“I knew I had to get out,” she said, in a quiet but steady voice. “My goal was to not stop going to school no matter what.”
And she didn’t. Studying at Brown Mackie College, a for-profit school, at the time, she took some of her classes on her phone online, using the Wi-Fi and electrical outlet at a local McDonald’s.
“I would just be in the car at night thinking, ‘I can still make it, he’s not going to stop me,’ ” Norman, who was then 21, recalled. “But I knew I had to find a place before the baby came.”
Although started in 1995, the Family Scholar House program could serve only a small number of women at a time until 2005. That’s when Dykstra took over. She was determined to find a way to create a stable housing base large enough to serve many more.
She did so by making novel use of the Section 8 program, which subsidizes low-income families so that most pay just 30 percent of their income toward housing costs. College students are not eligible for Section 8, but nontraditional students are an exception.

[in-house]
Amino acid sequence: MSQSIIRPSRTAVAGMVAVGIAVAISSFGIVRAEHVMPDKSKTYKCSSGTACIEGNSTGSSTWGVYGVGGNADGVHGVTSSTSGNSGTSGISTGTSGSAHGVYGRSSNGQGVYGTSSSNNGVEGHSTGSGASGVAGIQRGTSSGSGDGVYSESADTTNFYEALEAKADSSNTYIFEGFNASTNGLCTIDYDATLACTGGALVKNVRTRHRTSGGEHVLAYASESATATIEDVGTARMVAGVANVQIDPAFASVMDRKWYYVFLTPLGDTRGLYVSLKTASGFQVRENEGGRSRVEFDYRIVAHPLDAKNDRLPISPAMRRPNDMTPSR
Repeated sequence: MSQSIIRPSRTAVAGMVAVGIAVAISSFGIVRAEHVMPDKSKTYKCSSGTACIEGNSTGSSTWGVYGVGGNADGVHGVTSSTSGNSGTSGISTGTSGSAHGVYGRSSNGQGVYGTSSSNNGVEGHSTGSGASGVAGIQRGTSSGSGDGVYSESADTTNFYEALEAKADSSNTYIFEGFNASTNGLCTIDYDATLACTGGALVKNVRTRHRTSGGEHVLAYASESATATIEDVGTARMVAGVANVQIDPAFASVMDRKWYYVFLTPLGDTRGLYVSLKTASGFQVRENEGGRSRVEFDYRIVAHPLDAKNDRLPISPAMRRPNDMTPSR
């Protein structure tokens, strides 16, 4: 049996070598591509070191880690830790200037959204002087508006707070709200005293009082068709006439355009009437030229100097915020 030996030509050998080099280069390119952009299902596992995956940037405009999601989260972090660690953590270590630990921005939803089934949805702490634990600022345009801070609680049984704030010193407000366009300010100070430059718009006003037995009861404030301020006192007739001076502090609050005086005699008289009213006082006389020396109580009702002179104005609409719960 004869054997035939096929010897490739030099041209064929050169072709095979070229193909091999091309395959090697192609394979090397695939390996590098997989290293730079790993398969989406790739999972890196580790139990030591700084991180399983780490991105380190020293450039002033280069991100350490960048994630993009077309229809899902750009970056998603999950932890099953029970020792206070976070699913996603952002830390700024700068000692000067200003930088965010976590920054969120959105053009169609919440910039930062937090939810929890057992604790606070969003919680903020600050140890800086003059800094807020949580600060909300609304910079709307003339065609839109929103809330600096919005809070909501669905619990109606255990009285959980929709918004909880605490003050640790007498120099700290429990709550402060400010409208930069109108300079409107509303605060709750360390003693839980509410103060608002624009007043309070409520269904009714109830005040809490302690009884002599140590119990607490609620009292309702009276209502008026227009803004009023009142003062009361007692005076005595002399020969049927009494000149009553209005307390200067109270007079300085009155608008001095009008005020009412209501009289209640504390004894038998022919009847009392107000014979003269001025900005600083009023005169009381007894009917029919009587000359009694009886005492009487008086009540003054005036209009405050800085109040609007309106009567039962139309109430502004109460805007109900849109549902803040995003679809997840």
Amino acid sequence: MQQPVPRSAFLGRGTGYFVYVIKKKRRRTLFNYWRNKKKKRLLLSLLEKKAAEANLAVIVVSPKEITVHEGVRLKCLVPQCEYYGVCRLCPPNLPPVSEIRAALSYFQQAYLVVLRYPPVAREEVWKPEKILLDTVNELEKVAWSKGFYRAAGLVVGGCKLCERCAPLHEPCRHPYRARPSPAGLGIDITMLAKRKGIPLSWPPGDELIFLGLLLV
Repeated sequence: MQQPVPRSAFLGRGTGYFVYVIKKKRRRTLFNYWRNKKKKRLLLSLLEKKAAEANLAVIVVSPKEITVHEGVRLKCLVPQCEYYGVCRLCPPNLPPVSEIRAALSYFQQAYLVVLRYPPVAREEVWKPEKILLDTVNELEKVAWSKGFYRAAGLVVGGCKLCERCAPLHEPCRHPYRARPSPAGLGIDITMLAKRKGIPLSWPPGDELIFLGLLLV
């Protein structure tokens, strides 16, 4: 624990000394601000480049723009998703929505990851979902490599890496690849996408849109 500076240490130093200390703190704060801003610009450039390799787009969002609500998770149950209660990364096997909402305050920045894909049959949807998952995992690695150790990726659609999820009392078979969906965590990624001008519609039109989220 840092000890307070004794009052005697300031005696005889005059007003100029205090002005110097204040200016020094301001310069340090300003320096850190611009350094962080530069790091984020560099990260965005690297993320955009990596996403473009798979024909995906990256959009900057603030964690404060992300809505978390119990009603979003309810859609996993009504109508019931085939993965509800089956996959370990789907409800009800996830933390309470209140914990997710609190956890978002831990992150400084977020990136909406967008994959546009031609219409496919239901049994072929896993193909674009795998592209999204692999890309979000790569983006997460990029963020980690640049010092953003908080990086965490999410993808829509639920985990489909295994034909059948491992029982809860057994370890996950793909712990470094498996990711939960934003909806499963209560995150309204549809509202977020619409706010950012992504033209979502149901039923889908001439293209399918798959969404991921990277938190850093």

Dykstra worked with a developer to find unused buildings and lots that could be developed into low-income apartments. She also worked out a deal with the Louisville Metro Housing Authority to allow the new housing projects to be entirely Section 8, meaning that anyone who moved in would be automatically accepted into the program. (With more than 20,000 people on Louisville’s Section 8 waiting list, it can take more than six years to get in, FSH staffers report, but for Family Scholar House applicants, it usually takes about six to 12 months.) To be eligible, applicants must be without stable housing and have full physical custody of at least one minor child. Like all Section 8 recipients, they must have limited income — below $28,850 for a family of three, for example.
But Family Scholar House has additional requirements. Residents must enroll in a post-secondary program full-time and meet with academic and family counselors at least twice a month. They also must perform four hours of community service and take part in one community activity each month (options include the Toddler Book Club and Family Café Night, which comes with a free meal). The parents must maintain a 2.0 GPA, and the children must be enrolled in “age-appropriate education.” Unauthorized guests are prohibited for safety reasons.